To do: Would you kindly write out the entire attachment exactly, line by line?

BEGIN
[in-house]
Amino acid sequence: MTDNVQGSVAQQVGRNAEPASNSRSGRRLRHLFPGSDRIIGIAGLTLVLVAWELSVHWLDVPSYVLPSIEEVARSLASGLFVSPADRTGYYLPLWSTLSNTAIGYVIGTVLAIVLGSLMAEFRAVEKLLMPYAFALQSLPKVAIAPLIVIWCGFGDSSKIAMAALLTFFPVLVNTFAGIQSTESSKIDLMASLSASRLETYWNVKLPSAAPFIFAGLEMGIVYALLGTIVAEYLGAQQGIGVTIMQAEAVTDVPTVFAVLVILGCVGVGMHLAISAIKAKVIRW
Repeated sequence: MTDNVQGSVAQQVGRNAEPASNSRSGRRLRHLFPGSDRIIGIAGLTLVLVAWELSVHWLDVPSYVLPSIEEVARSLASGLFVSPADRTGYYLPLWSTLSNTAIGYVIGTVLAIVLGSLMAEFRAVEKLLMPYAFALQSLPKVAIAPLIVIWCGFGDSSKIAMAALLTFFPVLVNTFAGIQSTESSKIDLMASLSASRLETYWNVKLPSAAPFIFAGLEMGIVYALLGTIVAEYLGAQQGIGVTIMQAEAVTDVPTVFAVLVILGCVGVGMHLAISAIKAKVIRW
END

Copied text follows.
[in-house]
Amino acid sequence: MTDNVQGSVAQQVGRNAEPASNSRSGRRLRHLFPGSDRIIGIAGLTLVLVAWELSVHWLDVPSYVLPSIEEVARSLASGLFVSPADRTGYYLPLWSTLSNTAIGYVIGTVLAIVLGSLMAEFRAVEKLLMPYAFALQSLPKVAIAPLIVIWCGFGDSSKIAMAALLTFFPVLVNTFAGIQSTESSKIDLMASLSASRLETYWNVKLPSAAPFIFAGLEMGIVYALLGTIVAEYLGAQQGIGVTIMQAEAVTDVPTVFAVLVILGCVGVGMHLAISAIKAKVIRW
Repeated sequence: MTDNVQGSVAQQVGRNAEPASNSRSGRRLRHLFPGSDRIIGIAGLTLVLVAWELSVHWLDVPSYVLPSIEEVARSLASGLFVSPADRTGYYLPLWSTLSNTAIGYVIGTVLAIVLGSLMAEFRAVEKLLMPYAFALQSLPKVAIAPLIVIWCGFGDSSKIAMAALLTFFPVLVNTFAGIQSTESSKIDLMASLSASRLETYWNVKLPSAAPFIFAGLEMGIVYALLGTIVAEYLGAQQGIGVTIMQAEAVTDVPTVFAVLVILGCVGVGMHLAISAIKAKVIRW